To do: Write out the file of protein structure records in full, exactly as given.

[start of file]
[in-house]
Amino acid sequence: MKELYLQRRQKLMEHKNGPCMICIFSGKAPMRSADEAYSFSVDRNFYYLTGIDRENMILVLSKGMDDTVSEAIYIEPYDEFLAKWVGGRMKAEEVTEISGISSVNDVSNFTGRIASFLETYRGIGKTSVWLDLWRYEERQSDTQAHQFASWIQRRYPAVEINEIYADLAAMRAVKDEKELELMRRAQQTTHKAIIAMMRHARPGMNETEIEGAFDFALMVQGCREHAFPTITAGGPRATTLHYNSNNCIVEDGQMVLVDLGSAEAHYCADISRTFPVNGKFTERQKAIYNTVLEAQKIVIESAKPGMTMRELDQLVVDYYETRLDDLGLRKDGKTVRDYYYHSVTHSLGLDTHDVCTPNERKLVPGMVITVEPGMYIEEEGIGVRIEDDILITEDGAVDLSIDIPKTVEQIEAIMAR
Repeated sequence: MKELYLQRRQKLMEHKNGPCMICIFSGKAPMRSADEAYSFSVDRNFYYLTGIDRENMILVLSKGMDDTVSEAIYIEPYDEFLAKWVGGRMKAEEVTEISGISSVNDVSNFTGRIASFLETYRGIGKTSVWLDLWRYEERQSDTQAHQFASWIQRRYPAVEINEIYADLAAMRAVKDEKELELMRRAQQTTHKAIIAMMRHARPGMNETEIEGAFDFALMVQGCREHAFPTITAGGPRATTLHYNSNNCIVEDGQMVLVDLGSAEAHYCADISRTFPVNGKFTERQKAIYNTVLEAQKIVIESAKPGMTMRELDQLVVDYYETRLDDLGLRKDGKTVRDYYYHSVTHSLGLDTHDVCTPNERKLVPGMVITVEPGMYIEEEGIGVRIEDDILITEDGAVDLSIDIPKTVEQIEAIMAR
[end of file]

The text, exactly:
[in-house]
Amino acid sequence: MKELYLQRRQKLMEHKNGPCMICIFSGKAPMRSADEAYSFSVDRNFYYLTGIDRENMILVLSKGMDDTVSEAIYIEPYDEFLAKWVGGRMKAEEVTEISGISSVNDVSNFTGRIASFLETYRGIGKTSVWLDLWRYEERQSDTQAHQFASWIQRRYPAVEINEIYADLAAMRAVKDEKELELMRRAQQTTHKAIIAMMRHARPGMNETEIEGAFDFALMVQGCREHAFPTITAGGPRATTLHYNSNNCIVEDGQMVLVDLGSAEAHYCADISRTFPVNGKFTERQKAIYNTVLEAQKIVIESAKPGMTMRELDQLVVDYYETRLDDLGLRKDGKTVRDYYYHSVTHSLGLDTHDVCTPNERKLVPGMVITVEPGMYIEEEGIGVRIEDDILITEDGAVDLSIDIPKTVEQIEAIMAR
Repeated sequence: MKELYLQRRQKLMEHKNGPCMICIFSGKAPMRSADEAYSFSVDRNFYYLTGIDRENMILVLSKGMDDTVSEAIYIEPYDEFLAKWVGGRMKAEEVTEISGISSVNDVSNFTGRIASFLETYRGIGKTSVWLDLWRYEERQSDTQAHQFASWIQRRYPAVEINEIYADLAAMRAVKDEKELELMRRAQQTTHKAIIAMMRHARPGMNETEIEGAFDFALMVQGCREHAFPTITAGGPRATTLHYNSNNCIVEDGQMVLVDLGSAEAHYCADISRTFPVNGKFTERQKAIYNTVLEAQKIVIESAKPGMTMRELDQLVVDYYETRLDDLGLRKDGKTVRDYYYHSVTHSLGLDTHDVCTPNERKLVPGMVITVEPGMYIEEEGIGVRIEDDILITEDGAVDLSIDIPKTVEQIEAIMAR